6 Palaeobiogeograpy

The Hidas Valley, Mecsek Mountains, (southern Hungary) was a part of the Tisia terrane, belonging to a Mediterranean microcontinent during the Middle Jurassic (see Vörös 1993). This microcontinent was situated in the western part of Tethys Ocean and isolated from the European and African shelves by deep oceans (Vörös 1993). The southern marginal segment of the stable European plate, with the Mecsek Mountains, detached from the stable Europe in the Middle Jurassic, with the formation of the Magura Ocean. This is recorded by the thick hemipelagic, turbiditic marl sequence of the Bajocian, followed by the pelagic, red nodular limestone of reduced thickness in the Bathonian. From the Bathonian onward, this oceanic trough could have served as an alternative connecting route for faunal elements, such as Tethyan phylloceratids, which show a high proportional representation in the Mecsek ammonite faunas (Csontos and Vörös 2004).

The studied isocrinids, i.e. B. inornatus, B. berchteni and Balanocrinus sp. are widely distributed, both in shallow and deep water Jurassic rocks. It is worth mentioning that so far B. inornatus is only known from the western part of Tethys Ocean, from the Middle Jurassic of France and Spain (Hess 2012 and references therein). Cyrtocrinids described here, in contrasts, have a more diverse palaedogeographical distribution.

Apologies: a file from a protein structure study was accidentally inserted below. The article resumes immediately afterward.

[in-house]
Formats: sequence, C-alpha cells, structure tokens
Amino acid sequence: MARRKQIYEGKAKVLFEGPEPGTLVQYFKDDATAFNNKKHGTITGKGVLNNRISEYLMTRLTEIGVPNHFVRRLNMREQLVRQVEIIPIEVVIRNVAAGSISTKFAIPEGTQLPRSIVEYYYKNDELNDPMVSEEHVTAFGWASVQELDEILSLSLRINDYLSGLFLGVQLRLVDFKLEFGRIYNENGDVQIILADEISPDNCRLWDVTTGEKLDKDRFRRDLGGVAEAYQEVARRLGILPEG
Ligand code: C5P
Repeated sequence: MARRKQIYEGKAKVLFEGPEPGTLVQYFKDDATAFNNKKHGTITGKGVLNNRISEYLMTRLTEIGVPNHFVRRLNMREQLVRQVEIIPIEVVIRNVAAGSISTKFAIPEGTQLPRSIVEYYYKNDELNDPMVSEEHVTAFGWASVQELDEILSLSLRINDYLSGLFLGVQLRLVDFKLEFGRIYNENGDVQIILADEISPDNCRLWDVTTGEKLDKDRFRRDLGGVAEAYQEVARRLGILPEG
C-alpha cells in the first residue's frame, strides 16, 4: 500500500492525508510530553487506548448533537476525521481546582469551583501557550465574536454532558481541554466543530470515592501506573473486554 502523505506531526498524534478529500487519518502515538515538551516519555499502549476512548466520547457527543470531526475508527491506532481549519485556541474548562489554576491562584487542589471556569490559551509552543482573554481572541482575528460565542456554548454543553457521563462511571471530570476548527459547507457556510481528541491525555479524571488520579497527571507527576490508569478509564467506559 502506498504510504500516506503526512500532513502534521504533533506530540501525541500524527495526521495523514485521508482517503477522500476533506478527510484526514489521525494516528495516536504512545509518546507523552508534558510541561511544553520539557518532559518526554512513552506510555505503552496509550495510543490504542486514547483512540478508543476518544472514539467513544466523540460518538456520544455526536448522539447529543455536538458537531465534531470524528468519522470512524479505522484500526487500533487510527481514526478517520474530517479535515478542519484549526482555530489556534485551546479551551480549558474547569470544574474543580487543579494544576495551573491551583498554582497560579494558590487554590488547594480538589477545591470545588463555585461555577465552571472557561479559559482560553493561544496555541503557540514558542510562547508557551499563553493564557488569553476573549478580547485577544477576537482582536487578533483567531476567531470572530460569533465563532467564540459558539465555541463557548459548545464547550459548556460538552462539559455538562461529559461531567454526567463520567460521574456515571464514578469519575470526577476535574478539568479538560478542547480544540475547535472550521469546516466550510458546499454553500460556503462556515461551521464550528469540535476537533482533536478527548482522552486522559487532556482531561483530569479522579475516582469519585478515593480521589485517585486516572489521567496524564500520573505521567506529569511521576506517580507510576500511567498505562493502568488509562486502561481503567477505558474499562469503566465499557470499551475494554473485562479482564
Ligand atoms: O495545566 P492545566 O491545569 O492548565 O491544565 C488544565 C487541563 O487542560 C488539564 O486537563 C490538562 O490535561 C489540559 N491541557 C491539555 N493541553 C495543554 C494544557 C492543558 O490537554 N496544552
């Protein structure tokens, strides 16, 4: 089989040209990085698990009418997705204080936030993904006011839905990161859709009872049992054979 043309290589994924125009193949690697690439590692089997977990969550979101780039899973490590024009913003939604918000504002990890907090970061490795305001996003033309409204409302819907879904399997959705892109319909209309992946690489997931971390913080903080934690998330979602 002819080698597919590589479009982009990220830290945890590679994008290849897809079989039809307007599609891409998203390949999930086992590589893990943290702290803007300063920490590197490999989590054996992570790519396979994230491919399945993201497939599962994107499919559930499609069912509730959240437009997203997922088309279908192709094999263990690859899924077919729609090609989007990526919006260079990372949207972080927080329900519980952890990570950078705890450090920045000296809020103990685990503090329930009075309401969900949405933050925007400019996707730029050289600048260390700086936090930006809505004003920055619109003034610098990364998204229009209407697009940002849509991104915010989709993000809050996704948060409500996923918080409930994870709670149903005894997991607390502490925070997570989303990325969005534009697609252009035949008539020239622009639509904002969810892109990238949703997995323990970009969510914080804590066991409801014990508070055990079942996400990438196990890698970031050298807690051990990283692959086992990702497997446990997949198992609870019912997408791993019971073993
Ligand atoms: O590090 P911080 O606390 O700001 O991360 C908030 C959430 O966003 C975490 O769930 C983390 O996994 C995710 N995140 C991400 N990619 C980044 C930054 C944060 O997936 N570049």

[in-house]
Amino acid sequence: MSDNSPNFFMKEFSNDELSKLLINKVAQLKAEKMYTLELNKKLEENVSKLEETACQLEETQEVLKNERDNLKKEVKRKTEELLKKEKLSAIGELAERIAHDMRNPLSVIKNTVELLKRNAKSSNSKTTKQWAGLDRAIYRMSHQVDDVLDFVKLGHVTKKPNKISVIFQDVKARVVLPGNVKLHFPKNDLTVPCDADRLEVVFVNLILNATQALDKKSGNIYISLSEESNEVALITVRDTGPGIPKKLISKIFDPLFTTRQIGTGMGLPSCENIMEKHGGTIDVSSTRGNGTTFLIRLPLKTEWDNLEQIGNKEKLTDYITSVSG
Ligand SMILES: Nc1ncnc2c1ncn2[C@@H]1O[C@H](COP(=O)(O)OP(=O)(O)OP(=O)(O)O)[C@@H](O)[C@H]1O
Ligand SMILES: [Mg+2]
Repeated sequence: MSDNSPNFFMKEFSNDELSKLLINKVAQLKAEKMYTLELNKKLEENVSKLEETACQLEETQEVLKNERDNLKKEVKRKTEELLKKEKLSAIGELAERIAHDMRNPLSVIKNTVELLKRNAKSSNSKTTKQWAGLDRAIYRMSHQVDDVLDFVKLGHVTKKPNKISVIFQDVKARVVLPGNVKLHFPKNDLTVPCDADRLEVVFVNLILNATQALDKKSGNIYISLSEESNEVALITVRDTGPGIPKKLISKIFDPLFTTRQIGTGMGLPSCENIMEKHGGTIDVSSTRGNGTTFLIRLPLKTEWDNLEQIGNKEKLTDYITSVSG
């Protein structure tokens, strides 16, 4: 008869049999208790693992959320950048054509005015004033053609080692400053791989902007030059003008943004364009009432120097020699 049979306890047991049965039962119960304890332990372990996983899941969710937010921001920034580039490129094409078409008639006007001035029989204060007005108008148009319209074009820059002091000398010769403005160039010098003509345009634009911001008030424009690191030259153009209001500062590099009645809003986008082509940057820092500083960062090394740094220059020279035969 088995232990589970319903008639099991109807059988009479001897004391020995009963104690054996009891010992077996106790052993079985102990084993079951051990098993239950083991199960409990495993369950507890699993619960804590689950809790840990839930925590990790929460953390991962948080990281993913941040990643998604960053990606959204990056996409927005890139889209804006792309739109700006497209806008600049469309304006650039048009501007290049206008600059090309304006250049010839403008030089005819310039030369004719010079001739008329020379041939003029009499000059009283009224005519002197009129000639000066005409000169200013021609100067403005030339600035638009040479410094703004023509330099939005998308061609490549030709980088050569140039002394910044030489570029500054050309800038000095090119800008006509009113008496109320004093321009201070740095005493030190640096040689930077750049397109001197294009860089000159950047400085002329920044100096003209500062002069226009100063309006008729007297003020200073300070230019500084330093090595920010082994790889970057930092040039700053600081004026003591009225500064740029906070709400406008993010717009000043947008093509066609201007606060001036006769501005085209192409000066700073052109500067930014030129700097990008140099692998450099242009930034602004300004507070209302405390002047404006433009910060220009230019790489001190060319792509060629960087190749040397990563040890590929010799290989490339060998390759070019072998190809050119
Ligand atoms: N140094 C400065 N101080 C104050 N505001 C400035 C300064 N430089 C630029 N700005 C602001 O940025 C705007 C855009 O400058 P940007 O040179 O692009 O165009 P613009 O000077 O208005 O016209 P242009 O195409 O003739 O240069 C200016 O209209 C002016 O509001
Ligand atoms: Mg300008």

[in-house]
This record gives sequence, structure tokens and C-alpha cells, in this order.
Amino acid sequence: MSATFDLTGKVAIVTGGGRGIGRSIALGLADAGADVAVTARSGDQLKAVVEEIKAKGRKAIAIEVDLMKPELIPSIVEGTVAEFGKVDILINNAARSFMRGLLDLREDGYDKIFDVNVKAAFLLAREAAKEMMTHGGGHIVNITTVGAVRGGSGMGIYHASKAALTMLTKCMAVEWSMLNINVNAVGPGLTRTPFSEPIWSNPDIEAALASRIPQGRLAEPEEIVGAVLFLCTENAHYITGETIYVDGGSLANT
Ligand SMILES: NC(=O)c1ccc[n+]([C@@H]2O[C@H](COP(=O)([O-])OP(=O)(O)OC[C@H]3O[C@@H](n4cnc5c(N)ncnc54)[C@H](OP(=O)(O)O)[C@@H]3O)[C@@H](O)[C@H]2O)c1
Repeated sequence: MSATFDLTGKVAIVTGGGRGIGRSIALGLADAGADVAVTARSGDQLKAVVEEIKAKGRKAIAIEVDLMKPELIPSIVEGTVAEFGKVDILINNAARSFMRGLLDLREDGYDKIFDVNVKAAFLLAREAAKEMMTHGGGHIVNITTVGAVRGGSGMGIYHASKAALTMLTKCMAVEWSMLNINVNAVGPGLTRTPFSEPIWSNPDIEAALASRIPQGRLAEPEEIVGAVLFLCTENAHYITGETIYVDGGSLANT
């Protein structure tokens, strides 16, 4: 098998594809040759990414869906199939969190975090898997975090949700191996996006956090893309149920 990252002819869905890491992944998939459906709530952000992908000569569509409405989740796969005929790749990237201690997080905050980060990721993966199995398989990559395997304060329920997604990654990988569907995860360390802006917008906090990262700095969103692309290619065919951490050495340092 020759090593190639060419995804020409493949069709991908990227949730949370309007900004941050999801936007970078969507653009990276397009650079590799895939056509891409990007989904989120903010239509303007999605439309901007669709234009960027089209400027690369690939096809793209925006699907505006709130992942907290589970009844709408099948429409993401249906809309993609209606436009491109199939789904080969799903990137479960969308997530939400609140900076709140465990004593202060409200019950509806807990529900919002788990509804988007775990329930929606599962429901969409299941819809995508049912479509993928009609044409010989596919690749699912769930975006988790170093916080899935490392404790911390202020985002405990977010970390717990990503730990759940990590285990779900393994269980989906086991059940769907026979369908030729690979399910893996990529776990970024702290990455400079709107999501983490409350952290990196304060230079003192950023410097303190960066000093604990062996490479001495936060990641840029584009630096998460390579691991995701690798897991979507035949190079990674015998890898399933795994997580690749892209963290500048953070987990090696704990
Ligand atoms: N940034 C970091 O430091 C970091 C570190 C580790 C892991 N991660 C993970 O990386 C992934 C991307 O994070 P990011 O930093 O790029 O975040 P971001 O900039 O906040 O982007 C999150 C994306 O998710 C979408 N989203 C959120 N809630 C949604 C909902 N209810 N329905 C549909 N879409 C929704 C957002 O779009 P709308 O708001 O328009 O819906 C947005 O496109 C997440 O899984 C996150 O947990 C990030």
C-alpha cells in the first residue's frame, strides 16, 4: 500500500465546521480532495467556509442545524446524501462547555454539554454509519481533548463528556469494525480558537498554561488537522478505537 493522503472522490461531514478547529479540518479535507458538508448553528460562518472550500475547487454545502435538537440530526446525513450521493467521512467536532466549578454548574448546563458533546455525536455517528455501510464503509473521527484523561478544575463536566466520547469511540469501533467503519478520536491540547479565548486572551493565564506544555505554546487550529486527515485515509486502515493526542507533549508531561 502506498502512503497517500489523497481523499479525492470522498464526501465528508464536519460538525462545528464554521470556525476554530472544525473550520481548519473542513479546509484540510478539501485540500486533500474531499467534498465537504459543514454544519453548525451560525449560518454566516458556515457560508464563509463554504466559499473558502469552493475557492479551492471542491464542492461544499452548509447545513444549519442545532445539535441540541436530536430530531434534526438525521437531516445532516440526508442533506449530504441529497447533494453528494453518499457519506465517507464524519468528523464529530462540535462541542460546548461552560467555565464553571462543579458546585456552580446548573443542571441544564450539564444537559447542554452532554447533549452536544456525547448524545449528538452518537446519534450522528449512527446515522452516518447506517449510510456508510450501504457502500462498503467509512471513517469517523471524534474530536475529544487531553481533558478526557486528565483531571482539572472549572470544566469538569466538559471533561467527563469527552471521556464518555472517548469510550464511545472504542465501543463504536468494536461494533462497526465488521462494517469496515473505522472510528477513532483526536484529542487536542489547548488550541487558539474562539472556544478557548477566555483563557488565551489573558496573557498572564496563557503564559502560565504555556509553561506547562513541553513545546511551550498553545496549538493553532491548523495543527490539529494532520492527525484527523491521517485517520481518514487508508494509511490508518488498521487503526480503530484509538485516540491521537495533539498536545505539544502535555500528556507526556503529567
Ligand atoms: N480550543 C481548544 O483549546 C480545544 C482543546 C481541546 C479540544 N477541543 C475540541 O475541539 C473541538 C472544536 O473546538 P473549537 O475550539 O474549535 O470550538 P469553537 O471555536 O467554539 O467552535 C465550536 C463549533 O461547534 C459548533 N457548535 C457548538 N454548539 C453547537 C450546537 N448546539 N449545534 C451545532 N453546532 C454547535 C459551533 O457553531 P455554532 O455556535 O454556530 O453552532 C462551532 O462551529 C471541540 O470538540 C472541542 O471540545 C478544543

Psalidocrinus hidasinus sp. nov. is a potential endemic species, as are other species of this genus that are known from small areas in the eastern part of the Tethys. Phyllocrinus malbosianus is until now known from the Tithonian to Hauterivian of Western Europe (Arendt 1974), from the Valanginian to Hauterivian of Crimea, the Valanginian of the Czech Republic (Žítt 1978a), and from the Tithonian of Poland (Głuchowski 1987). P. stellaris is known from the epicontinental deposits of Poland (Polish Jura Chain, Late Callovian and Early-Middle Oxfordian?, Salamon 2008), and from the Carpathians (Tethys) in Poland and Slovakia (Pieniny Klippen Belt, Oxfordian and Tithonian, Žítt and Michalík 1984; Głuchowski 1987). On the other hand, P. birkenmajeri is only known from the Bajocian of Poland (Głuchowski 1987). Besides, various species of the genera Apsidocrinus and Lonchocrinus are typical for the Jurassic of the European part of the Tethyan Ocean (Manni and Tinozzi 2001). The observed distribution of cyrtocrinid species in space and time suggests in most cases an origin in the Tethys and a later migration to the north to neighbouring shelve areas (Salamon 2008; Salamon and Zatoń 2006, 2007; Zatoń et al. 2008).